I'm in Sydney, Australia for the Happiness and Its Causes conference. I've never been to Australia before, so that's terrific, and I love being at the conference.
As I mentioned a few days ago, I was also excited to be meeting the Dalai Lama.
I'd been thinking about what question to ask him, if the opportunity arose. I'd decided to ask, "What one habit do you think people should follow, in order to be happier?"
But when the moment came, there were several people around, and I was worried about shoving my way into the conversation.
I wanted to ask a question, but I felt sheepish -- it seemed somehow very self-serving to do it. Also, I have a friend who's a devout Buddhist, and I really wanted to present the traditional white scarf (a kata) to the Dalai Lama, to ask him to bless it for her and her family. So when I had the opportunity to stick my oar in, that's what I did.
One notable thing: very intense eye-contact.
As we all turned to go to the main conference event, I had that let-down, disappointed-in-myself feeling that I used to get when I was too scared to raise my hand in class.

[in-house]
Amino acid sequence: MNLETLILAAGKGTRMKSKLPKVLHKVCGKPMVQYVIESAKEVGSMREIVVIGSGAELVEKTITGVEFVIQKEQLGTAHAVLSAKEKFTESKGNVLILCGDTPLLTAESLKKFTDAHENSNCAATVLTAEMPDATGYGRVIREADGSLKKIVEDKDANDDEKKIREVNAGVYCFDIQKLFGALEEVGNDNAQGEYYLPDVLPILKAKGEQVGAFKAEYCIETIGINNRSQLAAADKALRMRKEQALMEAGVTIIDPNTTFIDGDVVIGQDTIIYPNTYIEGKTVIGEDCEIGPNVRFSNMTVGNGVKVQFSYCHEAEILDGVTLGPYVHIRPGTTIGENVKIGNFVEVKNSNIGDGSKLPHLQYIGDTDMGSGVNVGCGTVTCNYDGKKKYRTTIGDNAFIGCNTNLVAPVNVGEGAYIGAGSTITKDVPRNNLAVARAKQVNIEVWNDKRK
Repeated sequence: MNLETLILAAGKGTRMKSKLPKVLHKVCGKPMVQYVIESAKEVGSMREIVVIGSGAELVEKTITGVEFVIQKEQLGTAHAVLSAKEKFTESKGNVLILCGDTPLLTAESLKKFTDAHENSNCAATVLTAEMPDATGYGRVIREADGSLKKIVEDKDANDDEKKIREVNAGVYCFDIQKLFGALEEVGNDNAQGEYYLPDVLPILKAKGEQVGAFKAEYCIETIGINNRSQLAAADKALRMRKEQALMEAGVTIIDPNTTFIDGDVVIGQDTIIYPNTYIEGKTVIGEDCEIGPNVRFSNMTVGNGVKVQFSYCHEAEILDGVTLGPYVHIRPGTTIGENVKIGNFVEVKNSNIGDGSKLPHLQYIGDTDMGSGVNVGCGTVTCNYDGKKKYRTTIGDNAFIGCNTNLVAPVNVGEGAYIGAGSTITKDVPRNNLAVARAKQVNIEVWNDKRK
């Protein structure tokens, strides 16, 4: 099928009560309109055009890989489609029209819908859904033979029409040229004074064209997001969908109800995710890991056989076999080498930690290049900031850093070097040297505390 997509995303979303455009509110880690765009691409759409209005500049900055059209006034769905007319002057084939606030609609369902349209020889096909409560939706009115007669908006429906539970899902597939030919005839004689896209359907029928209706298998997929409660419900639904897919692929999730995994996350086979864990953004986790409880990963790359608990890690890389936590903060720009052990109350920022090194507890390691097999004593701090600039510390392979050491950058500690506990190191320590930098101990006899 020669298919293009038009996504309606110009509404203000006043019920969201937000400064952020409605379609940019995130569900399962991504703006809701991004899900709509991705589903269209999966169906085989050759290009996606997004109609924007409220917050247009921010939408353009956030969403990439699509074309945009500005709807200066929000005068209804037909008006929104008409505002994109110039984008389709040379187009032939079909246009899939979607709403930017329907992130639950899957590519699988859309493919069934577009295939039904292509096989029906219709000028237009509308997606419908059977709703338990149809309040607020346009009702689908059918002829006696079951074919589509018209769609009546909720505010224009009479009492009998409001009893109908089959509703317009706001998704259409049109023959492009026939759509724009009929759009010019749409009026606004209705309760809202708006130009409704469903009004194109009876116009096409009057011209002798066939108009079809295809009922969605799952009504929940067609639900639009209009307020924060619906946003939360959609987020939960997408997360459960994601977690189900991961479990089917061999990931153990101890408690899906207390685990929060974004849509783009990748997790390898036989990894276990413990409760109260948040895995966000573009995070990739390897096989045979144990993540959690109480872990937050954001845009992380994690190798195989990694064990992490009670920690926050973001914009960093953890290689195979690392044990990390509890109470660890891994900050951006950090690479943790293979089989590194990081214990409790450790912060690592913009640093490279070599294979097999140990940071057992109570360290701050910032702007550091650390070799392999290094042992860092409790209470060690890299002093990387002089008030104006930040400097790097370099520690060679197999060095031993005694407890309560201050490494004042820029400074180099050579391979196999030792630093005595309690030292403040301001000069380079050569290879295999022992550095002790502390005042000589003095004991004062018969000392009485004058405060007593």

But then I had another opportunity for engagement. We all had to walk a fair distance to the conference hall, part of it outside, and the Dalai Lama (who is eighty years old, and in great shape, but still) grabbed my hand and leaned on my arm for the duration of the walk; Ruby Wax was on his other side.
I didn't take a single picture. I didn't even think of it. Later, though I did get a bad photo, as you see. I hope that there's some official photograph.
One small thing really struck me -- the same thing that struck me when I was clerking for Justice Sandra Day O'Connor, about forms of address.
People constantly refer to the Dalai Lama "His Holiness." Now, "holiness" is a big word. It would be quite something to be constantly associated with it.
I remember being flabbergasted to learn that the accepted way to address Justice O'Connor was just to call her "Justice." "Hey, Justice, the cert petitions arrived." It's quite something to be constantly associate with justice.
I wonder if after a while, a person ceases to notice, or if being called by an honorific like that helps people to remember the high standard which they're called to uphold.
Other random observation: it's surprisingly jarring to cross the international date line.
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